|changes you might be making. In contrast to the GitHub model, your local branch
|will not have to be pushed to the remote in Gerrit, at least not for the
|purposes of code review.
|In Gerrit, a single commit is the unit of code that will be reviewed. With
|GitHub, you can commit to your branch as much as you like and the sum of all
|your commits on that branch will get reviewed. As a single commit gets reviewed
|in Gerrit, you need to `git commit --amend` when you iterate on the same change as
|opposed to only using `git commit` with GitHub (see Section 5 for more). You can,
|however, also add another commit on top of your existing commit in Gerrit, which
|will create a second change (and thus another review) that is based on your
|first change. Gerrit will show the relationship between these two changes as a
|so-called relation chain. This also means that your second change can only be
|submitted after the first was successfully merged. In many basic use cases, this
|situation is however not what you want.
|image::images/user-review-ui-change-relation-chain.png[Relation chain display on the change page.]
|With GitHub, you may be pushing your branch to the remote for non-code-review
|purposes, as mentioned above. You usually do not do this with Gerrit, as
|Gerrit-managed repos often only have one or a few branches on the server that
|can only be merged into via code review.
|== 3. Asking for Code Review
|After you are satisfied with the changes you made, you’ll usually want/need to
|get your code reviewed. In GitHub, you would push your branch to the remote, go
|to the Web UI and create a pull request. In Gerrit, you need to push your commit
|(or the series of changes/commits) to the remote first, since you usually
|develop in a local branch only. While you can often just use git push with
|GitHub, you need to do a slightly different thing for Gerrit. Gerrit uses a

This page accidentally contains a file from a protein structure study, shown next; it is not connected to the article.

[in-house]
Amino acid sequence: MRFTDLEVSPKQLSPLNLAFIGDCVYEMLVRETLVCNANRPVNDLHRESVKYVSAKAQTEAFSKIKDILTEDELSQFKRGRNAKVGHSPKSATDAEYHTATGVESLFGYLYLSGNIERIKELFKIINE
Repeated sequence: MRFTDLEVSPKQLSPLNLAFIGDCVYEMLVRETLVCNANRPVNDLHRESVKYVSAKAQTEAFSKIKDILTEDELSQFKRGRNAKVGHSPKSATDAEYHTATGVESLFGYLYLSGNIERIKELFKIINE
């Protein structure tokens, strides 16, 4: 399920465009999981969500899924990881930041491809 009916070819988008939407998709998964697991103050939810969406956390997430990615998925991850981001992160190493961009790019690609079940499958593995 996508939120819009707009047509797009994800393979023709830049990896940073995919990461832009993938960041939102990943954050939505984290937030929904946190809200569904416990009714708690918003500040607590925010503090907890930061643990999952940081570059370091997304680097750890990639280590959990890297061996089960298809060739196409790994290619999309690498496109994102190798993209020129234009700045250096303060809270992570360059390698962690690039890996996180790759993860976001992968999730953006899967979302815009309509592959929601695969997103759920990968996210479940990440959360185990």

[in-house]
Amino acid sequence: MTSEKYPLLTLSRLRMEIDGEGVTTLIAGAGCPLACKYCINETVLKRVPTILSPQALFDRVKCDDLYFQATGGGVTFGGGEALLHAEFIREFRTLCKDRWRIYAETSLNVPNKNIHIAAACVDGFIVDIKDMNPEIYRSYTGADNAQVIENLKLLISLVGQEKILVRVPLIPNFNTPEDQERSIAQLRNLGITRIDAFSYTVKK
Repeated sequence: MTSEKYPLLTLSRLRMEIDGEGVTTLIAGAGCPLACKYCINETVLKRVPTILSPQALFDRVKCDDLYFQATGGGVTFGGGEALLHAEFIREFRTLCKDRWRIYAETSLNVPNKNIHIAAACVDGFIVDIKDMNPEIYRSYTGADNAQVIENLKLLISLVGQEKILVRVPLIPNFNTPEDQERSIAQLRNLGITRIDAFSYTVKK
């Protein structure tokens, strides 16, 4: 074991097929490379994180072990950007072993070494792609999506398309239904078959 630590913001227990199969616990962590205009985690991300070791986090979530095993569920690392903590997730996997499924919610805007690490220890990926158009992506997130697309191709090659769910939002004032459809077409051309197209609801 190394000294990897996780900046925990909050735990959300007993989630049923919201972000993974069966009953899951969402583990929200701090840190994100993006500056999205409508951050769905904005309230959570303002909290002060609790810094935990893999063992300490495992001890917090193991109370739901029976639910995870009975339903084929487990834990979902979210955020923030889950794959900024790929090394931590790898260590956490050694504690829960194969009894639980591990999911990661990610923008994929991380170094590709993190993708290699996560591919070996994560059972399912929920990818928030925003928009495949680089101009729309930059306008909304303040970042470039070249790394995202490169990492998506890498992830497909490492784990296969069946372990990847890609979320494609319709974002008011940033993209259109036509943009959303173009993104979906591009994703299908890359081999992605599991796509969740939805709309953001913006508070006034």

|“magic” branch that tells the server that this code is supposed to be reviewed.
|To send the changes you made on your local branch to review and being eventually
|merged into the remote’s master branch, you use
|`git push origin HEAD:refs/for/master`. There are also link:user-upload.html#_git_push[a number of Gerrit change
|options] you can trigger from the CLI this way.
|After successfully pushing your change to Gerrit, you will already find the URL
|for viewing your change in Gerrit’s Web UI in the response you get from the
|server. The description of the Gerrit code review that was just created is equal
|to the commit message of that one commit the change is based on. In GitHub, you
|might have described your change in the message you can create when creating the
|pull request in the GitHub Web UI.
|Next, you would go and visit your Gerrit change in the Web UI to get your change
|ready for review (choose reviewers, cc people, check for failing CI builds or
|tests, etc.), very similar to what you do on Github. Reviewers will be notified
|via email once you add them. By default, anyone can add reviewers to a Gerrit
|change. In GitHub, this ability is reserved for certain users, so you may have
|relied on others adding reviewers for you before. This can be the case in a
|Gerrit project, but it is also often expected that the change owner (usually the
|creator of the change) adds reviewers to get the review process started.
|== 4. Reviewing a Change
|Switching perspectives briefly, reviewing a change is fairly similar between
|GitHub and Gerrit. You, as a reviewer, will be notified of a change you have
|been added to via email or see an “incoming” change on your Gerrit dashboard.
|The dashboard is the central overview of changes going on within a Gerrit
|instance. By default, the dashboard shows changes that you are involved in, in